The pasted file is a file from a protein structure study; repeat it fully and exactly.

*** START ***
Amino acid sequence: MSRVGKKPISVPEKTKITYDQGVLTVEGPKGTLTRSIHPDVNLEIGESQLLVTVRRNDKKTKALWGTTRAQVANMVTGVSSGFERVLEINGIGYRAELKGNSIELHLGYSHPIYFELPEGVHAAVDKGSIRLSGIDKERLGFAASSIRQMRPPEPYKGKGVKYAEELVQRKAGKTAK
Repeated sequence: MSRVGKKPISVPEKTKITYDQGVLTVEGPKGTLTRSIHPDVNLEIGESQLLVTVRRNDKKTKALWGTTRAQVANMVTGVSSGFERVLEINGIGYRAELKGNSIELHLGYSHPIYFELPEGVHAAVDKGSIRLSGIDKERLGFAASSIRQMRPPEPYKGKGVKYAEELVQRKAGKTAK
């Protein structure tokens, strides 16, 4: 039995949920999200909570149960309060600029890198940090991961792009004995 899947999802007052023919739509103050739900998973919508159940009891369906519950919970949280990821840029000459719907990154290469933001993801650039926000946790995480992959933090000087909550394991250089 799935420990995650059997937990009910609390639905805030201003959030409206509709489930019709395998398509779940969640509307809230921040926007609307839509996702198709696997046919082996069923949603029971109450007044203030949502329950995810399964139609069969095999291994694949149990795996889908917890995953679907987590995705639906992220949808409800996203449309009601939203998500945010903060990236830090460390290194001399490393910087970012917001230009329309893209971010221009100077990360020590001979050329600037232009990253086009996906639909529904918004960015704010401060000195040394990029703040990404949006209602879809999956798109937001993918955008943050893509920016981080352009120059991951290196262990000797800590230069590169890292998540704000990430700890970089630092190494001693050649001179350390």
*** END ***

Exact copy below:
Amino acid sequence: MSRVGKKPISVPEKTKITYDQGVLTVEGPKGTLTRSIHPDVNLEIGESQLLVTVRRNDKKTKALWGTTRAQVANMVTGVSSGFERVLEINGIGYRAELKGNSIELHLGYSHPIYFELPEGVHAAVDKGSIRLSGIDKERLGFAASSIRQMRPPEPYKGKGVKYAEELVQRKAGKTAK
Repeated sequence: MSRVGKKPISVPEKTKITYDQGVLTVEGPKGTLTRSIHPDVNLEIGESQLLVTVRRNDKKTKALWGTTRAQVANMVTGVSSGFERVLEINGIGYRAELKGNSIELHLGYSHPIYFELPEGVHAAVDKGSIRLSGIDKERLGFAASSIRQMRPPEPYKGKGVKYAEELVQRKAGKTAK
């Protein structure tokens, strides 16, 4: 039995949920999200909570149960309060600029890198940090991961792009004995 899947999802007052023919739509103050739900998973919508159940009891369906519950919970949280990821840029000459719907990154290469933001993801650039926000946790995480992959933090000087909550394991250089 799935420990995650059997937990009910609390639905805030201003959030409206509709489930019709395998398509779940969640509307809230921040926007609307839509996702198709696997046919082996069923949603029971109450007044203030949502329950995810399964139609069969095999291994694949149990795996889908917890995953679907987590995705639906992220949808409800996203449309009601939203998500945010903060990236830090460390290194001399490393910087970012917001230009329309893209971010221009100077990360020590001979050329600037232009990253086009996906639909529904918004960015704010401060000195040394990029703040990404949006209602879809999956798109937001993918955008943050893509920016981080352009120059991951290196262990000797800590230069590169890292998540704000990430700890970089630092190494001693050649001179350390």